Monday, July 23, 2012

Remembering Norway, Colorado, and Hammurabi’s Code

by Jonathan Frerichs, World Council of Churches
A nightmare in Norway last July, a ‘live’ horror show in Colorado last week—these domestic tragedies are not the business of the ATT. Yet, no camera pointed at the crime scenes could tell the difference between such tragedies and the abuses that an ATT is mandated to address. Neither can the human heart.
Respecting jurisdictional differences, however, what similarities come to mind as we remember the events of Utoya Island, the Aurora cinema, and other places, over against incidents that an ATT would address?

First, it is striking how simply such scenes are set:  An individual gunman takes advantage of national regulations. The details are more elaborate: Shortly before his crime in Aurora, the suspect, James Holmes, went shopping at local stores for a military-style assault rifle and three other guns. He also went shopping on-line for 6,000 rounds of ammunition and some large magazines. 

Armed groups, brokers, arms suppliers, and unaccountable authorities simply take advantage of international arms trade regulations.  The details—and the consequences—of their behaviour are also striking. After 16 years of mounting protest, their deeds have helped bring 190 states to this UN conference.

Second, in both categories, the factors in play include lax laws, absent enforcement, unscrupulous purveyors, and various human motives conducive to the use of force. These factors contribute to the commission of acts of armed violence. Citizens everywhere also look to governments to provide protection and the redress of grievances. Thankfully, societies also have remedies for the downward spiral of revenge and violence since at least the era of Hammurabi’s Code.  

Third, phenomena like internet arms shopping are not all that confront the ancient legal precedent of providing equal protection and equal justice for all. Incentives to skirt the law, or to take it into one’s own hands, are many. Chief among them is the lure of profits. Beside it at the international level stands the temptation to hide the private logic of excessive nationalism under shared principles of sovereignty among nations. Whatever the reasoning, the result is lawlessness that makes arms available for abuses, for atrocities, and for other, slower forms of destruction.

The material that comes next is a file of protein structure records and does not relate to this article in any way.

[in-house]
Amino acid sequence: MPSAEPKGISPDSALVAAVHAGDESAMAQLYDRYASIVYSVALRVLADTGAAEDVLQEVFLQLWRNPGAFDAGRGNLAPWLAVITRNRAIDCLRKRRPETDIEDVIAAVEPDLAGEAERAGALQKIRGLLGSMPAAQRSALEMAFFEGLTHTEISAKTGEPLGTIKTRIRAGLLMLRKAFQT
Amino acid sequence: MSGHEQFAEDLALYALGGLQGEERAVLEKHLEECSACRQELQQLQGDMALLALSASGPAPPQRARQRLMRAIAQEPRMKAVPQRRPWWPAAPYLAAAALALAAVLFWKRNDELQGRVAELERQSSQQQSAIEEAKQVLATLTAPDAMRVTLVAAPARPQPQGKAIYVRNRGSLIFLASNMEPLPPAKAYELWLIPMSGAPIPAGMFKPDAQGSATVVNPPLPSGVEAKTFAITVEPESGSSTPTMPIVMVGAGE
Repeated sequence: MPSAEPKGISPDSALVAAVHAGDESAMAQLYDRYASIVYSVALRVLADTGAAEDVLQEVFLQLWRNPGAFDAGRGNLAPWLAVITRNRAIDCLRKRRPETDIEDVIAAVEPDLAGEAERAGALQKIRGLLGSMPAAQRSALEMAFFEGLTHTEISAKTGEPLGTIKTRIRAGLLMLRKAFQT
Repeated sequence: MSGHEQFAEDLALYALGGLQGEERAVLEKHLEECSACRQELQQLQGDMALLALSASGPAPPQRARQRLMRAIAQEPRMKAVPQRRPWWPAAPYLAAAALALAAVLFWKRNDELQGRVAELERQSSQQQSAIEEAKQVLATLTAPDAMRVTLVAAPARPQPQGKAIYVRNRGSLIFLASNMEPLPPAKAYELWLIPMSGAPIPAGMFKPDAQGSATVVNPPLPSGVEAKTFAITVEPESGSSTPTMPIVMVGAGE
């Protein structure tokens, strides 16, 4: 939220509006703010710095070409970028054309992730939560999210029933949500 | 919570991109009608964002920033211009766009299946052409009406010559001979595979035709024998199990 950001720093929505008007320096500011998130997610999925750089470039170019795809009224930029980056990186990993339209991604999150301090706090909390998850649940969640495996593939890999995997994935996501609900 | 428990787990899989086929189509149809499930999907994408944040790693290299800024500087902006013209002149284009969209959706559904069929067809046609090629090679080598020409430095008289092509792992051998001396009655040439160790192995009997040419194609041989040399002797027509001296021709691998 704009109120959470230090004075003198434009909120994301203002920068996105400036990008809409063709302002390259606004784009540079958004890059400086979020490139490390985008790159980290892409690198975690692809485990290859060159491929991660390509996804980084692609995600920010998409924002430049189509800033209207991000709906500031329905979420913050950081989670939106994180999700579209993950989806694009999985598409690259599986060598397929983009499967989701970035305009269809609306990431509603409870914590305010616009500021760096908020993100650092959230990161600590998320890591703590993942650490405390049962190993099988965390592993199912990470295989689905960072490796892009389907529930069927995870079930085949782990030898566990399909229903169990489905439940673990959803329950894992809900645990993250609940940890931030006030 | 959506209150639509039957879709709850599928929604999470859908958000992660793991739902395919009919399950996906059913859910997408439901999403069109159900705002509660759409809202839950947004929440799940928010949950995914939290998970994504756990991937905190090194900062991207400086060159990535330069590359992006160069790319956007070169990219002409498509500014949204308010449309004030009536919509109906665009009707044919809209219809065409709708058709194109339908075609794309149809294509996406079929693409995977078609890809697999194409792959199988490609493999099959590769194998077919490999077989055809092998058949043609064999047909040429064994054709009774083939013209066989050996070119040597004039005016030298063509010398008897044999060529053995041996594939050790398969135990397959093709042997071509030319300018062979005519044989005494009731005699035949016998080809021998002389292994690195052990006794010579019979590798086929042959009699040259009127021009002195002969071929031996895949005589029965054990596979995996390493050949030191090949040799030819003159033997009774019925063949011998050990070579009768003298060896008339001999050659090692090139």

Finally, what stands between potential victims and the perpetrators of armed violence? In the socio-political arena, protections include a web of mores, laws, and institutions that enable individuals, communitiesm, and nations to live together in some semblance of safety and harmony. In the spiritual realm many believe that there is something in each human being that is good, and of God. Treating others as we would have them treat us is an inspired invention, like Hammurabi’s Code, from the cradle of civilization in the Middle East.  It is as valid as ever, there, and everywhere.  

Like national laws, the ATT needs to make generous use of such timeless precepts if it is to deal with challenges whether they are as old as greed or as new as a high-tech drone. 

In international affairs, where the fabric of society is thin, protection from unlawful armed violence requires improvements in the cooperative forms of security that law enables.  Many of the right words for this are on delegates’ desks at the ATT Diplomatic Conference.  States will need to graft them into the ATT if it is to help stop violence that continues to put people at risk. 
The text emerging here has to be assessed in terms of whether or not it builds the rule of law, curbs every-man-for-himself practices, and provides humanitarian benefits that transcend national boundaries. In that sense, we may ask:
  • Do the criteria require states to protect people who are now at risk by regulating the arms trade according to a high, common standard?
  • Is the scope a transparent catalogue of the tools and transactions that are open to misuse?
  • Do the goals and objectives apply widely shared principles to the finite positive tasks of an ATT?
  • Do implementation provisions incorporate solid cooperation and clear acceptance of obligations?
The quality of any Arms Trade Treaty will serve as a collective diagnosis of international priorities. It will show whose prerogatives have been given what kinds of precedence. It will strengthen the fabric of the international community, or allow it to fray and tear. 

After the massacre on Utoya Island, and in Colorado last week, citizens came together around the values that matter most in protecting life. The ATT’s challenge, in one sense, is to affirm and translate the same basic values—reverence for life, protection of human rights, inviolability of persons—into an instrument that curbs the illicit arms trade and makes legitimate transfers more accountable. That can only be done together. It will surely be done, some day. As events in many places continue to remind us, the time is already ripe right now.